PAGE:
Broadband wireless provider NuTel hunts underserved markets

May 30, 2006

3 Min Read
Takin' It to the Sticks

Small towns are rarely ahead of the technology curve or known for early adoption. Ask any would-be DSL user outside the nation's 50 largest markets. Wholesale provider NuTel Broadband is looking to change that.

The service provider says it will partner with mesh-network equipment vendor SkyPilot Networks Inc. to offer broadband data-and-voice services via local partners in small towns and suburban communities across a 14-state area.

The NuTel/SkyPilot approach is the opposite of major all-in-one municipal buildouts announced by EarthLink Inc. (Nasdaq: ELNK) and Google (Nasdaq: GOOG) for big cities like San Francisco and Philadelphia.

NuTel CEO Joe Fiero, in fact, dismisses that model, saying the upfront deployment costs of covering a large city "will cripple you."

NuTel, says Fiero, will expand its network cloud one customer at a time.

"As some people have seen, it's a lot easier to say you're going to cover a city or a county than it is to actually do it," comments Fiero. "We'll get there in an organic way -- as we grow our customer base we'll automatically grow the size of our cloud."

Concentrating on what Fiero calls tier-2 and below towns -- loosely defined as the suburbs of larger cities and individual towns with a population of 100,000 or less -- NuTel will work through partners in each locale. The partners might be wireless ISPs or any company used to handling installations and local marketing.

In effect, says Lina Kalcic, vice president of corporate marketing for SkyPilot, the local partners will be the front-end service providers. "They'll be local and regional ISPs," she says. "We figure they've got the customer relations, they know the territory, and they'll handle the marketing and billing as far as the end user."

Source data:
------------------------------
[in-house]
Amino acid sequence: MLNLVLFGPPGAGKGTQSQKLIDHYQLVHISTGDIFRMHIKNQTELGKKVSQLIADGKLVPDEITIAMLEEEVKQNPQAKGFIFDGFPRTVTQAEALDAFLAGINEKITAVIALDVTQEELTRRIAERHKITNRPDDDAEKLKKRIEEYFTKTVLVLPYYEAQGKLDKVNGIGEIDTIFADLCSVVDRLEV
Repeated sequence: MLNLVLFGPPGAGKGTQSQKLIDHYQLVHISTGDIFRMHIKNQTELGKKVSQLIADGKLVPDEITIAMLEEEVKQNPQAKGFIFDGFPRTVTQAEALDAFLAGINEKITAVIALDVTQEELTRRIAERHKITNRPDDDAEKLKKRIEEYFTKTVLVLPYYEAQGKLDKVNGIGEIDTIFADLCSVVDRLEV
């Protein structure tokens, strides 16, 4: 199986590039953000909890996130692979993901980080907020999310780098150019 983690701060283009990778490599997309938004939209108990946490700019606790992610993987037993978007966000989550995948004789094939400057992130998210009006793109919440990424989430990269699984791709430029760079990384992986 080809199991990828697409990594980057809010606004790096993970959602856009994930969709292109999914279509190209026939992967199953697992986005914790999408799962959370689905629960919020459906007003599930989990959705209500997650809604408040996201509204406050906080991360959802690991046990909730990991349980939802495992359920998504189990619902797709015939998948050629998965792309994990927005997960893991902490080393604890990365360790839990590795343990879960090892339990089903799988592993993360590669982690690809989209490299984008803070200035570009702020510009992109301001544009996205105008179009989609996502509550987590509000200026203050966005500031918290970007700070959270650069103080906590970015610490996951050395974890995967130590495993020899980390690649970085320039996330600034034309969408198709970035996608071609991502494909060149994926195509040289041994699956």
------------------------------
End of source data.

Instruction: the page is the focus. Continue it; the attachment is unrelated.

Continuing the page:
Fiero says NuTel has established relationships with eight to 10 local partners and expects to have around 200 by the end of 2007. The initial coverage area will include the Mississippi Valley from Wisconsin down to eastern Arkansas as well as parts of Northern California, western Pennsylvania in the Pittsburgh suburbs, southern Kentucky and other areas not currently served by DSL or other forms of broadband access.

Service offerings will start at $14.99 a month for a 200-Kbit/s dial-up replacement up to a 1.5-Mbit/s high-speed voice and data service for $59.99 a month. The service, says Kalcic, will be especially attractive to IT managers at small and medium-sized businesses who so far have had little choice beyond their incumbent telco.

"Smaller businesses that haven't had much diversity of providers are looking at how to more efficiently run their business with this kind of service," says Kalcic. "A lot of [small to medium-sized enterprises] see this as a really attractive service offering."

SkyPilot, which has moved from being a service provider with its own networking gear to being an equipment vendor, sees the underserved Tier 2 markets as attractive locales for its dual-band mesh equipment, as well as its SkyConnector units for customer premises. NuTel -- which will build and manage the networks -- will use fiber and microwave radio systems for backhaul. (See SkyPilot Finds Muni Landing Strip.)

Fiero says he expects to see some of the new networks up and running in the next 90 days.

— Richard Martin, Senior Editor, Unstrung

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